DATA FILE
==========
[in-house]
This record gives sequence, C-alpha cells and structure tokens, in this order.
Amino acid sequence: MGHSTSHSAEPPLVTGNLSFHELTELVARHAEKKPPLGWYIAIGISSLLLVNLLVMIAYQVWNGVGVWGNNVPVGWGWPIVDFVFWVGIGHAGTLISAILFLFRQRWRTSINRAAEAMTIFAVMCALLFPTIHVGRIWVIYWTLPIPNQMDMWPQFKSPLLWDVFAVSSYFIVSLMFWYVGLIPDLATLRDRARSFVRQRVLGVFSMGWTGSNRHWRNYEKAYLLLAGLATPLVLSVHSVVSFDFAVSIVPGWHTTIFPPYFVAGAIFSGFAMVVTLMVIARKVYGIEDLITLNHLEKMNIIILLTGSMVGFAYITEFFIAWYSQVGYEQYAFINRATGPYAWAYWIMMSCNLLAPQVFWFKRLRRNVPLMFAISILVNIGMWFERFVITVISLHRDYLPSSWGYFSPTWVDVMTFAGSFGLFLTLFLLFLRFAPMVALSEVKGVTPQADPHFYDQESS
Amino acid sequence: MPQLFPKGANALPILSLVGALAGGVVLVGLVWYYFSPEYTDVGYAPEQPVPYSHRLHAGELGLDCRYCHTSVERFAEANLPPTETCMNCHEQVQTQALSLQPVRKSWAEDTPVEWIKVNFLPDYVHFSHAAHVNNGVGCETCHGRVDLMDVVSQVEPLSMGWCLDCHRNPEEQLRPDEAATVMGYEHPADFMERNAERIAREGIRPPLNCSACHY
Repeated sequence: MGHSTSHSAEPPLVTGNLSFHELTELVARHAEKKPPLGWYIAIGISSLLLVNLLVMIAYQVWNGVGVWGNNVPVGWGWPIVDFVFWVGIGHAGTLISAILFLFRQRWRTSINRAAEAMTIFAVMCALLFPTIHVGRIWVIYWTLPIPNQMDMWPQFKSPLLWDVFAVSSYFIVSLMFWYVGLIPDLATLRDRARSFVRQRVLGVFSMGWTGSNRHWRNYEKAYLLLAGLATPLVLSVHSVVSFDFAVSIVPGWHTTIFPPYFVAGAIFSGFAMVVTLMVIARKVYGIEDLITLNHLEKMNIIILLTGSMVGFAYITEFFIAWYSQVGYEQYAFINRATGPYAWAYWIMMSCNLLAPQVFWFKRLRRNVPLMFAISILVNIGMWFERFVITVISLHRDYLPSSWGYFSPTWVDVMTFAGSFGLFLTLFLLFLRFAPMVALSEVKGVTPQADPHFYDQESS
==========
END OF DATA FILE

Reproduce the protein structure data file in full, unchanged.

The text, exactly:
[in-house]
This record gives sequence, C-alpha cells and structure tokens, in this order.
Amino acid sequence: MGHSTSHSAEPPLVTGNLSFHELTELVARHAEKKPPLGWYIAIGISSLLLVNLLVMIAYQVWNGVGVWGNNVPVGWGWPIVDFVFWVGIGHAGTLISAILFLFRQRWRTSINRAAEAMTIFAVMCALLFPTIHVGRIWVIYWTLPIPNQMDMWPQFKSPLLWDVFAVSSYFIVSLMFWYVGLIPDLATLRDRARSFVRQRVLGVFSMGWTGSNRHWRNYEKAYLLLAGLATPLVLSVHSVVSFDFAVSIVPGWHTTIFPPYFVAGAIFSGFAMVVTLMVIARKVYGIEDLITLNHLEKMNIIILLTGSMVGFAYITEFFIAWYSQVGYEQYAFINRATGPYAWAYWIMMSCNLLAPQVFWFKRLRRNVPLMFAISILVNIGMWFERFVITVISLHRDYLPSSWGYFSPTWVDVMTFAGSFGLFLTLFLLFLRFAPMVALSEVKGVTPQADPHFYDQESS
Amino acid sequence: MPQLFPKGANALPILSLVGALAGGVVLVGLVWYYFSPEYTDVGYAPEQPVPYSHRLHAGELGLDCRYCHTSVERFAEANLPPTETCMNCHEQVQTQALSLQPVRKSWAEDTPVEWIKVNFLPDYVHFSHAAHVNNGVGCETCHGRVDLMDVVSQVEPLSMGWCLDCHRNPEEQLRPDEAATVMGYEHPADFMERNAERIAREGIRPPLNCSACHY
Repeated sequence: MGHSTSHSAEPPLVTGNLSFHELTELVARHAEKKPPLGWYIAIGISSLLLVNLLVMIAYQVWNGVGVWGNNVPVGWGWPIVDFVFWVGIGHAGTLISAILFLFRQRWRTSINRAAEAMTIFAVMCALLFPTIHVGRIWVIYWTLPIPNQMDMWPQFKSPLLWDVFAVSSYFIVSLMFWYVGLIPDLATLRDRARSFVRQRVLGVFSMGWTGSNRHWRNYEKAYLLLAGLATPLVLSVHSVVSFDFAVSIVPGWHTTIFPPYFVAGAIFSGFAMVVTLMVIARKVYGIEDLITLNHLEKMNIIILLTGSMVGFAYITEFFIAWYSQVGYEQYAFINRATGPYAWAYWIMMSCNLLAPQVFWFKRLRRNVPLMFAISILVNIGMWFERFVITVISLHRDYLPSSWGYFSPTWVDVMTFAGSFGLFLTLFLLFLRFAPMVALSEVKGVTPQADPHFYDQESS